River Bank Reserve
The walk indicated on the first image in the gallery below takes visitors through an outstanding stand of old growth Flooded Gum riverine woodland alongside the lower Helena River and adjacent river flats.
Flooded Gum (Eucalyptus rudis) grows to to 20 metres in height with rough, box-type bark on lower, large branches and smooth grey bark higher in the canopy. White flowers occur from July – September and the foliage has a grey-green to bluish colour.
Old growth trees can have a diameter of up to two metres and there are a number of such specimens in this Reserve.
Included on the route is a short loop encompassing an ephemeral pool. This pool can hold good numbers of waterfowl in season.
The Reserve is also habitat for numerous bushbirds which can be heard calling throughout. See here for a list of birds recorded at this site.
Guildford was established in 1829 at the confluence of the Helena River and Swan River, being sited near a permanent fresh water supply.
During Captain Stirling’s exploration for a suitable site to establish a colony on the western side of the Australian continent in the late 1820s, the exploration party of boats found a fresh water stream across the river from the site of Guildford which they called Success Hill.
Guildford was originally the centre of the Swan River Colony before Perth succeeded in being the dominant location of the Swan Coastal Plain.
A Guildford Town Trust was established in 1838, but ceased to function within a couple of years. It was reconstituted in 1863, and became the Municipality of Guildford in 1871.
Guildford was originally the political centre of what is now the City of Swan. The original council chambers have been converted to a library. Alongside the library stands the town hall; behind this is the stables built for the councilors while attending meetings and as a depot for council equipment.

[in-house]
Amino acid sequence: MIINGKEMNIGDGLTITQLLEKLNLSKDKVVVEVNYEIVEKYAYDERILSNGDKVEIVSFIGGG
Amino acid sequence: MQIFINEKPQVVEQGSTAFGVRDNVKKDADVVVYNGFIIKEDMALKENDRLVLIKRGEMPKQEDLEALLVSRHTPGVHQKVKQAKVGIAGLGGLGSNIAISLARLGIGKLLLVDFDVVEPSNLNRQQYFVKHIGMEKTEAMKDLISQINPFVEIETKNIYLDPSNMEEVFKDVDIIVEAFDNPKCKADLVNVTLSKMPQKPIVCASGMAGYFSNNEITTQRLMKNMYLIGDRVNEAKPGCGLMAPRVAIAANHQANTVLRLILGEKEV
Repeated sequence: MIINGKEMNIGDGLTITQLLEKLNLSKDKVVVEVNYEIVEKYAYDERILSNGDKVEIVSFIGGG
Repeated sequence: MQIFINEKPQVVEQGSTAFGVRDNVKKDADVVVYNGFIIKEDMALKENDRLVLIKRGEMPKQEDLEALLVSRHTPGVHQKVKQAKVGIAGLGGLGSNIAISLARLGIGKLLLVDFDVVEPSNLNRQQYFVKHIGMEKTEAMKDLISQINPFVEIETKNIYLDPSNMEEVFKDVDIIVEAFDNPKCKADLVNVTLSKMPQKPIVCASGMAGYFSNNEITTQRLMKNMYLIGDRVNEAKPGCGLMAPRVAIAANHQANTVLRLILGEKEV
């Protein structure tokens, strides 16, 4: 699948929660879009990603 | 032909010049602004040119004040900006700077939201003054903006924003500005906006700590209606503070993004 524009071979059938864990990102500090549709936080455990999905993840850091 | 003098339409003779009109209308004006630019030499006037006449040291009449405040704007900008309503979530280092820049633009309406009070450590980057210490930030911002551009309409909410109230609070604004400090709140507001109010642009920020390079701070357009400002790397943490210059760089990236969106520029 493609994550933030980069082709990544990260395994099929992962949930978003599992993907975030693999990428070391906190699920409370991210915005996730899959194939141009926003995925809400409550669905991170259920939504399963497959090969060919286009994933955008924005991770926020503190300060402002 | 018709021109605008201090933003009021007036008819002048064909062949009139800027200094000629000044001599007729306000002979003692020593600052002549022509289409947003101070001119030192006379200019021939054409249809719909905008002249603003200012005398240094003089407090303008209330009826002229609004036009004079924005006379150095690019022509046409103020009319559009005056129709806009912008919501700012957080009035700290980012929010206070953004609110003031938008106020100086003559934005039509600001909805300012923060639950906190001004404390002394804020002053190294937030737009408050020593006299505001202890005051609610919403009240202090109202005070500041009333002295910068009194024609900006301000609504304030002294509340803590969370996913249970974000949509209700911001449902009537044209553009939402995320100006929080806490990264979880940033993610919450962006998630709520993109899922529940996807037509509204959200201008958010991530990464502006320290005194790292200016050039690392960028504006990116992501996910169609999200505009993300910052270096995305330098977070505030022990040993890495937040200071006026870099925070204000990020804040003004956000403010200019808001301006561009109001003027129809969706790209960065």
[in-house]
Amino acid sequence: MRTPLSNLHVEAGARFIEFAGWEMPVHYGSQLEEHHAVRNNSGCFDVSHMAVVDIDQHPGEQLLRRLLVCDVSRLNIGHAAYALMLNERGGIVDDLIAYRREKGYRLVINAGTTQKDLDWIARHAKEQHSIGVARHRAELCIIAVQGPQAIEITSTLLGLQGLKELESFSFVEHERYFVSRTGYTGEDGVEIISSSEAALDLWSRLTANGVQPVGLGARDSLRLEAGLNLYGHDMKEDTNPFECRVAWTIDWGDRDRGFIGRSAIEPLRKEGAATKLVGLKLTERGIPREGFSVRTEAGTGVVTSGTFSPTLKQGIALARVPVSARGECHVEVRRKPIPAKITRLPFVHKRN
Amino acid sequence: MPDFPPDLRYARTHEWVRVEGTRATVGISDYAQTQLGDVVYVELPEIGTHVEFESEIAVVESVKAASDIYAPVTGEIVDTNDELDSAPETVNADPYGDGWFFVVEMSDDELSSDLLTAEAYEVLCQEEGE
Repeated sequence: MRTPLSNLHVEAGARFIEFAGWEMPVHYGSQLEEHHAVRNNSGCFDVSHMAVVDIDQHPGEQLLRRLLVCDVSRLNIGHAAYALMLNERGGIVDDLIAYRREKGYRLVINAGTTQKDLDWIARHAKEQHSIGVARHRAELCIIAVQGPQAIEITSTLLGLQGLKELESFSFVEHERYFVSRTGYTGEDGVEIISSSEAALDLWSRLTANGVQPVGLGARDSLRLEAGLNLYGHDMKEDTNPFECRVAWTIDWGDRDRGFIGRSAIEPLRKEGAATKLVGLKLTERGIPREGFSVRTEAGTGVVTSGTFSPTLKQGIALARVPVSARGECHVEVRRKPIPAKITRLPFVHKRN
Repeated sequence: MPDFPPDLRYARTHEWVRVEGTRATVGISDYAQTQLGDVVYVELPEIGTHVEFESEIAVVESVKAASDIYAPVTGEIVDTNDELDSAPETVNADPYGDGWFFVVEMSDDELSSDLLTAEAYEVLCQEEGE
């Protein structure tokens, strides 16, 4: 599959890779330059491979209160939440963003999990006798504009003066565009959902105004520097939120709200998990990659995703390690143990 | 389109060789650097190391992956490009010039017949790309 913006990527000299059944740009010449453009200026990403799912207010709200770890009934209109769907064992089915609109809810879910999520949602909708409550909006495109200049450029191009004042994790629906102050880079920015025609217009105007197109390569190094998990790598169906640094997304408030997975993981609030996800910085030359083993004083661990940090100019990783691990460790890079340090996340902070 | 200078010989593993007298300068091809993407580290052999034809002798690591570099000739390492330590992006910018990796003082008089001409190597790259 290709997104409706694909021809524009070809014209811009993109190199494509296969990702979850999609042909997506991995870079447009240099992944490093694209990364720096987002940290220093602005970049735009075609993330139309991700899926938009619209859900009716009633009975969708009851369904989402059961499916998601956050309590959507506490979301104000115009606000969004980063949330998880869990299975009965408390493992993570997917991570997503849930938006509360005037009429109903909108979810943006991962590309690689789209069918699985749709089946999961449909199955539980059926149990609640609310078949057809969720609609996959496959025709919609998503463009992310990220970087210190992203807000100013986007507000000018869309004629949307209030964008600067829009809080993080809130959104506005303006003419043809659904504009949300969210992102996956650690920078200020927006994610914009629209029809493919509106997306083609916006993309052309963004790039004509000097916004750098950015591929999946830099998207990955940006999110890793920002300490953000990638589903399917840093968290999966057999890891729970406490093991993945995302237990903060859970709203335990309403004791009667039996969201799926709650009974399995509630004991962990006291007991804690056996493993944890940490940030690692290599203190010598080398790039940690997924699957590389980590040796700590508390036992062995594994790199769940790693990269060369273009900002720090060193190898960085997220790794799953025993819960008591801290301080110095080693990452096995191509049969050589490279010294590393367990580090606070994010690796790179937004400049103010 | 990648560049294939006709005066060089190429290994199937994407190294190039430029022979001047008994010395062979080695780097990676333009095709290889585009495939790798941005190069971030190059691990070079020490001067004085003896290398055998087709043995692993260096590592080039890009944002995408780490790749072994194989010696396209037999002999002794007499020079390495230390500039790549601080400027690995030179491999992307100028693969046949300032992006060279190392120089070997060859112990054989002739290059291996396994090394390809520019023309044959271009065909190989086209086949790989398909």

These stables have been converted and are now the home of the Garrick Theatre, which is the oldest operating theatre group in Western Australia. The original structure is still visible. The roof still has its original shingles in place, though from the outside they have been covered by corrugated galvanised iron.
Features that make Guildford special are:
- being bounded by the Helena and Swan Rivers with their wide floodplains
- the original town plan is still visible in the way the town is laid out today
- its town plan was based on a C19 British settlement model used in America with:
- a grid street layout relating to compass points
- a central Church Square
- provision for school, market place, commonages and government lands.
- surviving properties along the floodplains create a rare urban pattern, unique for a town of first settlement in Australia
- a mix of buildings survive in good condition from earliest settlement and each of the major architectural periods since
- significant streetscapes with plantings and buildings from the 19th and early 20th century
Plantings around Guildford survive from early settlement in private gardens, parks and floodplains.
(Source; pers comm, Philip Bianchi. OAM)
There are a number of entry points from the surrounding streets but access is possibly easiest from the children’s playground on River Bend Road opposite Janeville Place. This will locate you at the eastern end of the walk.
Alternatively, there is also street parking at the western end at Bridge St, off Great Eastern Highway, adjacent to a sloping short unformed path onto the walk track.